"The ratio of male to female characters in movies has been the same since 1946, despite all the times the media has said, 'Well, now things are different. I mean, they said that when Thelma and Louise came out [in 1991]!"
In an interview this week with The Huffington Post Canada, Geena Davis expounded on a cause that's close to her heart — the need for gender equality in the media. She was in Toronto speaking at the Canadian Women's Foundation 2012 Toronto Annual Breakfast.
The creator of the Geena Davis Institute on Gender in Media, Davis formed the organization in 2004 to help teach people about the need for gender balance, a reduction in stereotypes and the creation of a variety of female characters in films and TV shows for kids 11 and under.
While Davis' organization prefers not to name specific films or television shows that are portraying women "correctly," she does note that the entertainment directed at preschoolers is particularly well done. "People don't even realize what gender the Teletubbies are, but they're perfectly balanced," she says with a laugh.
But that's not necessarily the case for older age groups, and, according to Davis, even more troubling trends have been in evidence as of late.
"This is just my observation, I don't have data to back it up, but it seems like female characters are getting much more sexualized and at a younger age," says Davis. "There's a lot of sexualization in what's made for even very young kids, so that's a disturbing trend."
She also believes the film industry is a difficult world for young women, one that she's not sure she would want to enter today.
"The odds of success and all that are horrible. I have a lot of parents come up to me and say, 'My daughter wants to be an actress, what should I tell her?' And I say, 'If there's anything else she can picture herself doing, don't be an actor. But if it's the only thing she could picture, then you might as well give it a shot.'"
But, Davis admits, being in the industry is one of the only ways to enact change. In her unique position as an Oscar Award-winning actress, she has the ability to go right to the studios and show them the research her Institute has uncovered. And, she says, it's generally well-received.
"The content creators really didn't realize how many women they were leaving out of the world of the movie, and when they learn the statistics, they're stunned and feel like they want to do something about it."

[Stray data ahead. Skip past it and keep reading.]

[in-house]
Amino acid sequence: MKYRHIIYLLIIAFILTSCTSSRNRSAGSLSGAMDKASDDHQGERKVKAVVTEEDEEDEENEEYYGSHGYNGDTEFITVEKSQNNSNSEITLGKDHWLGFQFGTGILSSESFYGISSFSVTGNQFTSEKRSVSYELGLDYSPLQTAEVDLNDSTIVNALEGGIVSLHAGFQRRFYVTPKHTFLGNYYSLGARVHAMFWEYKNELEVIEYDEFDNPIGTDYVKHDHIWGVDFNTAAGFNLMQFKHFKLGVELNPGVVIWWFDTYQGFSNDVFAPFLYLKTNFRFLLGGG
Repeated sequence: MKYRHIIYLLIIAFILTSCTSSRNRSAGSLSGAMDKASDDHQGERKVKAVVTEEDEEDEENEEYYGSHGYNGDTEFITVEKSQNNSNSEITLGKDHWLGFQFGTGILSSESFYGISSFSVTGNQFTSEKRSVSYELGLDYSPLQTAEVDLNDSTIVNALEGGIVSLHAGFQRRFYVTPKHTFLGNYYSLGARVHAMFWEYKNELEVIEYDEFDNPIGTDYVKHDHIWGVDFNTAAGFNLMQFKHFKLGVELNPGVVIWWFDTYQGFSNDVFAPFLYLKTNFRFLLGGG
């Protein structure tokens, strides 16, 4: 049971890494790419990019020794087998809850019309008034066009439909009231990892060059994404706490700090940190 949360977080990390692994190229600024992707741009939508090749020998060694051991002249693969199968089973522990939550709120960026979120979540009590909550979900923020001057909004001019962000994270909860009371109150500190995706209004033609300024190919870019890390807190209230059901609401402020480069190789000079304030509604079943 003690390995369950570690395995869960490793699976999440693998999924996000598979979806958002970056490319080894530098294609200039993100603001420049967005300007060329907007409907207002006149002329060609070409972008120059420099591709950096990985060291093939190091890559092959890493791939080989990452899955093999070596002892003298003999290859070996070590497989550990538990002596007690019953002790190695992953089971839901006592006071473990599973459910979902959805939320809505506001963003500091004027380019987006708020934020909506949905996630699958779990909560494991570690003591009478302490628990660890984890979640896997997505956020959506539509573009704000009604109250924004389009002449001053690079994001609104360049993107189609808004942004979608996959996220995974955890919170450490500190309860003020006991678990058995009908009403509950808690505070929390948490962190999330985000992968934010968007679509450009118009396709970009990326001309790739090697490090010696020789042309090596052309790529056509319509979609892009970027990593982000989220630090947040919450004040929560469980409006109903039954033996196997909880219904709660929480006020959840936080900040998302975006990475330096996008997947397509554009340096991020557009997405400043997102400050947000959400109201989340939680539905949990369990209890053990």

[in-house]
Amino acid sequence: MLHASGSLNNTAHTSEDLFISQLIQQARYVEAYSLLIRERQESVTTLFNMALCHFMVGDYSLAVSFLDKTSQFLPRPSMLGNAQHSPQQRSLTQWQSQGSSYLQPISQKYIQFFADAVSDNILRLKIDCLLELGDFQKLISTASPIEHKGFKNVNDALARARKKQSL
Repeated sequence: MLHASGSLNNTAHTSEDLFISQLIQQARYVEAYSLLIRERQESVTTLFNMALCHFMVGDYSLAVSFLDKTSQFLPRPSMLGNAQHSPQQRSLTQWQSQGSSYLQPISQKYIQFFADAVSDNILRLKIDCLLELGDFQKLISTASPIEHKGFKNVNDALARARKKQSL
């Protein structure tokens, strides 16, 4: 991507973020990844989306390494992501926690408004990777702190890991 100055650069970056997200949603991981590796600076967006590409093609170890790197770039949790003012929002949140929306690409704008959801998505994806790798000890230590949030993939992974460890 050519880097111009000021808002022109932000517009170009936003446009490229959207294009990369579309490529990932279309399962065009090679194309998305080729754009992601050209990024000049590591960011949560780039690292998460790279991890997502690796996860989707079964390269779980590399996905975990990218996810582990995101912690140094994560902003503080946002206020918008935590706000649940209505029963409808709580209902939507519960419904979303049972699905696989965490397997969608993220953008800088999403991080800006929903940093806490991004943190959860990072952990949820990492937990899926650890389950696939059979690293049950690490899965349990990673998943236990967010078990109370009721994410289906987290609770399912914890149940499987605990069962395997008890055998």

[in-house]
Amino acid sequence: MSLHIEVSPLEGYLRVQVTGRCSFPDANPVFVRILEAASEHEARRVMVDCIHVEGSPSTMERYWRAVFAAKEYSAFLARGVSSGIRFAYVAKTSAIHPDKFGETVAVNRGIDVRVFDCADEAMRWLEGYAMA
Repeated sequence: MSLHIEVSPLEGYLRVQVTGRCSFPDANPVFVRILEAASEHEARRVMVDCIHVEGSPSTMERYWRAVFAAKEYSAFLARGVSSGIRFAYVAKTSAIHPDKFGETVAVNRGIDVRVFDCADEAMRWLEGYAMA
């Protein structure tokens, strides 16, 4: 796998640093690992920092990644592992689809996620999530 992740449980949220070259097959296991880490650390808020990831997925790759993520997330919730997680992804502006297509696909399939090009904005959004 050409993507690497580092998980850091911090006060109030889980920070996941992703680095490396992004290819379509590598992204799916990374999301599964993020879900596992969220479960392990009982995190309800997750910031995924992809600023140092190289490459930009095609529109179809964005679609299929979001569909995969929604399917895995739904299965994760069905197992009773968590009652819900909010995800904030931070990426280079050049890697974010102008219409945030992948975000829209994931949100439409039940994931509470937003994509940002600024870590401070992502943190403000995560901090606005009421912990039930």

She says her own experience on movie sets has given her a chance to impact how scenes play out, citing an example of a scene in Stuart Little where children were playing with remote controlled boats.
"[The assistant director] would pick a boy and sit him down and give him a remote ... He was putting girls behind each one of them, kind of to be encouraging. And I noticed what he was doing and I said, 'Do you think we could maybe give half of the remotes to girls?' And his reaction was, "Uh, yes!" He just was so angry that he hadn't thought of it himself, but see, nobody does. If you're not very conscious of it, the default will be boys."
But Davis is well aware it's not just about women in the media, but in all walks of life and job descriptions. Based on her own experience playing political characters, she thinks she knows how things can change, but believes we have a long way to go.
"If we added women to Congress [in the U.S.] at the rate that we have been, we'll achieve parity in 500 years," Davis says. "When I did the TV show where I was the President — I only had a one-year administration, unfortunately — they did a study afterward that showed people who were familiar with the show were 68 per cent more likely to vote for a female candidate for president. So if you see it, you can be it, and I think that's what we need to do is just fill entertainment with women who are in leadership positions."
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